Dissociation of J/ψ in hot medium and magnetic field

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Da Teng and Xingyu Guo. Dissociation of J/ψ in hot medium and magnetic field[J]. Chinese Physics C. doi: 10.1088/1674-1137/ac6fc8
Da Teng and Xingyu Guo. Dissociation of J/ψ in hot medium and magnetic field[J]. Chinese Physics C.  doi: 10.1088/1674-1137/ac6fc8 shu
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Received: 2022-03-13
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Dissociation of J/ψ in hot medium and magnetic field

  • 1. Guangdong Provincial Key Laboratory of Nuclear Science, Institute of Quantum Matter, South China Normal University, Guangzhou 510006, China
  • 2. Guangdong-Hong Kong Joint Laboratory of Quantum Matter, Southern Nuclear Science Computing Center, South China Normal University, Guangzhou 510006, China

Abstract: Charmonium dissociation is an important probe of the quark–gluon plasma medium in heavy-ion collisions. The magnetic field produced in non-central collisions can affect the charmonia and their dissociation. We study the $ c\bar{c} $ bound state in magnetic field and at finite temperature using the Schrödinger equation. We find that below the dissociation temperature, both the magnetic field and momentum of the charmonia affect the formation or dissociation of the bound state, forming a non-trivial structure.

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    I.   INTRODUCTION
    • In recent decades, heavy-ion collisions have served as one of the essential methods to study quantum chromodynamics (QCD). It is widely accepted that when heavy nuclei collide at high energy, a deconfinement phase transition takes place and a new state of matter is created, called quark–gluon plasma (QGP) [1, 2]. The interaction between quarks and gluons is dominated by the strong interaction, therefore by studying the properties of QGP, one could gain crucial knowledge of QCD. Various probes have been proposed for this purpose, including quarkonium. Heavy quarkonia such as charmonia can survive the QGP and have interesting phenomena including dissociation and recombination while moving in the fireball. Therefore, they are proposed as one of the sensitive probes of QGP [3].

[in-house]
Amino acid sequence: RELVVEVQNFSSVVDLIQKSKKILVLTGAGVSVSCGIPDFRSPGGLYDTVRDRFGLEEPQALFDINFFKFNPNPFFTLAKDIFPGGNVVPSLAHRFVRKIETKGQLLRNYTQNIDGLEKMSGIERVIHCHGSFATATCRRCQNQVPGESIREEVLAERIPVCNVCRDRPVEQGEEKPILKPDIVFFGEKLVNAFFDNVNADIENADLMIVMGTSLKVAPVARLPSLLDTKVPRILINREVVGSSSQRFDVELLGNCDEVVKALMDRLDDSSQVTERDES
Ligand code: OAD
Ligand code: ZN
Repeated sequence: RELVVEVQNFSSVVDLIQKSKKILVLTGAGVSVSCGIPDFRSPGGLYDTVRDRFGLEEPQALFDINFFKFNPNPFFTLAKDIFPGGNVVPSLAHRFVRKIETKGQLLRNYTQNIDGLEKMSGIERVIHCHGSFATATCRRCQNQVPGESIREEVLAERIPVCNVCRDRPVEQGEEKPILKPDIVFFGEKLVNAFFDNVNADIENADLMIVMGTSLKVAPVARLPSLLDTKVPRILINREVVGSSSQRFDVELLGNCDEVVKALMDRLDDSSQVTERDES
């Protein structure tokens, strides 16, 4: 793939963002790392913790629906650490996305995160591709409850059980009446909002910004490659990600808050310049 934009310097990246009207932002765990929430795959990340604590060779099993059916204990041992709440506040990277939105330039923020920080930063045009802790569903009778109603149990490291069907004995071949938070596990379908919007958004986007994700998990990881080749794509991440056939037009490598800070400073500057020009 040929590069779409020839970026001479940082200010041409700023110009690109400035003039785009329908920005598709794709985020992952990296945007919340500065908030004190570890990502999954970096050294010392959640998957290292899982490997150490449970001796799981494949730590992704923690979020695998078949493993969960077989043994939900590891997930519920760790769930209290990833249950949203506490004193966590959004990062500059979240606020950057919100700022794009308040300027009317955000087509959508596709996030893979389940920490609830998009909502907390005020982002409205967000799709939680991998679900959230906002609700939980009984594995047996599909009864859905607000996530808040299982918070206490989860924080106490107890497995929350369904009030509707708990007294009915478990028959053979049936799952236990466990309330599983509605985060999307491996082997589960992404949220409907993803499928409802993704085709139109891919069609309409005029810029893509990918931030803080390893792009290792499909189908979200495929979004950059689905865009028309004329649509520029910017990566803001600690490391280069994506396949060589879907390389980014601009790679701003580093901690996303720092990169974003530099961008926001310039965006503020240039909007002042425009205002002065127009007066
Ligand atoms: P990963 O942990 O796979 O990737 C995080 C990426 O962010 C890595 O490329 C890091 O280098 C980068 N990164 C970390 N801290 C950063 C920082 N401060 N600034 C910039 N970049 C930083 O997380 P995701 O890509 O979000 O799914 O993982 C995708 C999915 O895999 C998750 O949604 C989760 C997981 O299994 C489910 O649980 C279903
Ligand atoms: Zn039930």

Nuclei are positively charged, so non-centered collisions produce extremely strong magnetic fields. At the initial stage of the collision, one would expect a magnetic field at the magnitude of $ 1\; m_\pi^2 $ at RHIC and $ 15\; m_\pi^2 $ at the LHC [49]. Strong magnetic fields will affect the properties of QGP. Various novel phenomena, including the chiral magnetic effect (CME), have been proposed. The quarkonia will also be affected by the magnetic field. Since some of them are created in initial collisions, they can carry the information of the magnetic field when it is strongest [10]. Therefore, it is possible to study the magnetic field using quarkonia if we quantitatively determine how they are affected by both the hot medium and the strong magnetic field.

      At zero temperature, the interaction between the c and $ \bar{c} $ quark can be described by the Cornell potential. Due to the mass of the heavy quarks, the relativity correction for quarkonia is small [11], and one can safely use the Schrödinger equation to study them [12]. The Schrödinger equation has been successfully used to study the dissociation of quarkonium in the hot medium using the free energy from lattice simulation [13]. It is also used to study quarkonium properties in strong magnetic fields [10]. Therefore, it is straightforward to consider these two at the same time.

    II.   SCHRÖDINGER EQUATION WITH A CONSTANT MAGNETIC FIELD
    • The Schrödinger equation for a pair of particles in vacuum can be expressed as

      $ \left [\frac{{\boldsymbol{p}}_{a}^{2}}{2m_{q}}+\frac{{\boldsymbol{p}}_{b}^{2}}{2m_{q}} +{\boldsymbol{V}} \right ]\Phi \left ( {\boldsymbol{R}},{\boldsymbol{r}} \right )=\left [ E-2m_{q} \right ]\Phi \left ( {\boldsymbol{R}},{\boldsymbol{r}} \right ), $

      (1)

      where the eigenvalue E means the total energy of the system, including static mass $ m_{m} $ and the kinetic energy E$ _{k} $. Using minimal coupling to introduce an electromagnetic field, the Schrödinger equation becomes

      $ \begin{aligned}[b] &\left[ \frac{\left( {\boldsymbol{p}}_{a}-q_{a}{\boldsymbol{A}}_{a}\right) ^{2}}{2m_{q}}+ \frac{\left( {\boldsymbol{p}}_{b}-q_{b}{\boldsymbol{A}}_{b}\right) ^{2}}{2m_{q}}+{\boldsymbol{V}} -{\boldsymbol{\mu}}\cdot {\boldsymbol{B}}\right] \Phi \left( {\boldsymbol{R}}, {\boldsymbol{r}}\right) \\ =&\left[ E-2m_{q}\right] \Phi \left( {\boldsymbol{R}},{\boldsymbol{r}}\right), \end{aligned} $

      (2)